What Your Favorite Book In Sixth Grade Says About You

the giver
The Outsiders: You were the first member of your peer group to discover, and later write, fanfiction.

Sweet Valley High (any title): You had an older sister. Depending on how much older she was, you found the books thrillingly racy or strangely foreign. Either way, your favorite part was always the opening description of the twins’ appearance. You can still recite their measurements like beads on a rosary. Five foot six. Perfect size six figures.

From the Mixed-Up Files of Mrs. Basil E. Frankweiler: You once told your best friend at her eleventh birthday party that she was boring, completely unprompted, then refused to apologize. You never apologize, even when you wish you could.

Little House on the Prairie: You were perfectly normal in every way.

Caddie Woodlawn: Secretly, you found the girls who liked the Little House books juvenile.

The Hatchet: You fell mutually in love with the co-captain of the basketball team your sophomore year of high school, but did not come out for another four years. You occasionally test yourself in private to see if you can still do ten pushups in a row, just in case. Not that anything bad is going to happen, or that pushups will be what helps you survive if it does. But just in case.

Harriet the Spy: Your overtures at friendship never came across in the warm and offhand way you imagined they would in your head. The word your classmates used most often to describe you was “weird.” You weren’t liked and you weren’t disliked. You were “that weird girl,” and no one ever asked you what you were thinking.

The House on Mango Street: You moved a lot, too often, and hated it. Now that you have a place of your own you can’t help buying something new for it almost every week; a mirror, a plant, a puzzle. It runs into money but you don’t mind.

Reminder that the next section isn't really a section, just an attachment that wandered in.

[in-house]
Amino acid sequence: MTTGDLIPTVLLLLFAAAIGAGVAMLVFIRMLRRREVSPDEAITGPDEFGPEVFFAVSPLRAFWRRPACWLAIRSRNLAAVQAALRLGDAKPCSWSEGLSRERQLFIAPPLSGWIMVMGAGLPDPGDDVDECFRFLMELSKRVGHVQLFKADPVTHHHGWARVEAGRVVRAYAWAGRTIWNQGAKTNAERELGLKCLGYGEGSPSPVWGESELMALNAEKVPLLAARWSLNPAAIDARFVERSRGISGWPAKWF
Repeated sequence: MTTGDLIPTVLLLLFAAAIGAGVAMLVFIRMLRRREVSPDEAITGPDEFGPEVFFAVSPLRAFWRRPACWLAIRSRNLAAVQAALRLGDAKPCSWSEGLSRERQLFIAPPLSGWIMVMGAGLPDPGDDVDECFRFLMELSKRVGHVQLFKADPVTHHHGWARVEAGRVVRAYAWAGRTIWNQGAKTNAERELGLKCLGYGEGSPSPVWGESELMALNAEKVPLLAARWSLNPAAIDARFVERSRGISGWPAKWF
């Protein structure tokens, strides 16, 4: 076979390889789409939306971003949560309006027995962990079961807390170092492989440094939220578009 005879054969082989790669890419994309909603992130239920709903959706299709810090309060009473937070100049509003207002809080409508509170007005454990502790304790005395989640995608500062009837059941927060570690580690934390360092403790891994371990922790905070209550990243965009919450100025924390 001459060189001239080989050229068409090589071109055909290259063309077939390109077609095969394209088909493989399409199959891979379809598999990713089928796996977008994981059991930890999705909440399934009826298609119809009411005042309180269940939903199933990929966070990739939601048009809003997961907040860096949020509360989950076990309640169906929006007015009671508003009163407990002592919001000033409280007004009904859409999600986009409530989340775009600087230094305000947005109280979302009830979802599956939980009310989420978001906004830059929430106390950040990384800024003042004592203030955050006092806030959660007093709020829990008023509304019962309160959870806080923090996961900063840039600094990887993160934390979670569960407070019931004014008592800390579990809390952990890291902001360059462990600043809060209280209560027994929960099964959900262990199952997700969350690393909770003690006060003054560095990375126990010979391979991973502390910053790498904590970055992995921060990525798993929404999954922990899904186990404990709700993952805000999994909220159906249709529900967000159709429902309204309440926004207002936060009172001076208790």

Babysitter’s Club (any title): Your best friend since the second grade suddenly and without warning stopped talking to you the summer before junior high. After college you received an unexpected Facebook friend request from her. When you saw her picture, you immediately began to cry, even though you had not thought of her in years.

Roll of Thunder, Hear My Cry: For reasons that you can no longer recall, you spent the better part of fifth grade telling the most outrageous lies to anyone who would listen. You told your teacher that your grandmother had died, not to get out of any schoolwork but to see what her response would be. You affected a Southern accent for a week at summer camp, then dropped it without explanation.

Anne of Green Gables: This is still your favorite book. For better or for worse, it will always be your favorite book, no matter how much you talk about George Saunders or Wallace Stegner.

The Giver: You had a pet that died at a very formative point in your childhood. After its death you insisted upon carrying around a clump of its fur in a Ziploc baggie, even to sleepovers, until the other girls stopped inviting you to their sleepovers and your mother started to hint tactfully that maybe it would be a good idea if you kept the baggie in a “very special” place in your room that you could visit whenever you wanted. Three days after you gave in, the baggie disappeared. You knew it was her. You even knew that you should have been angry; instead you were relieved. You had been feeling guilty for days that you weren’t as sad as you had been, and you found the burden exhausting.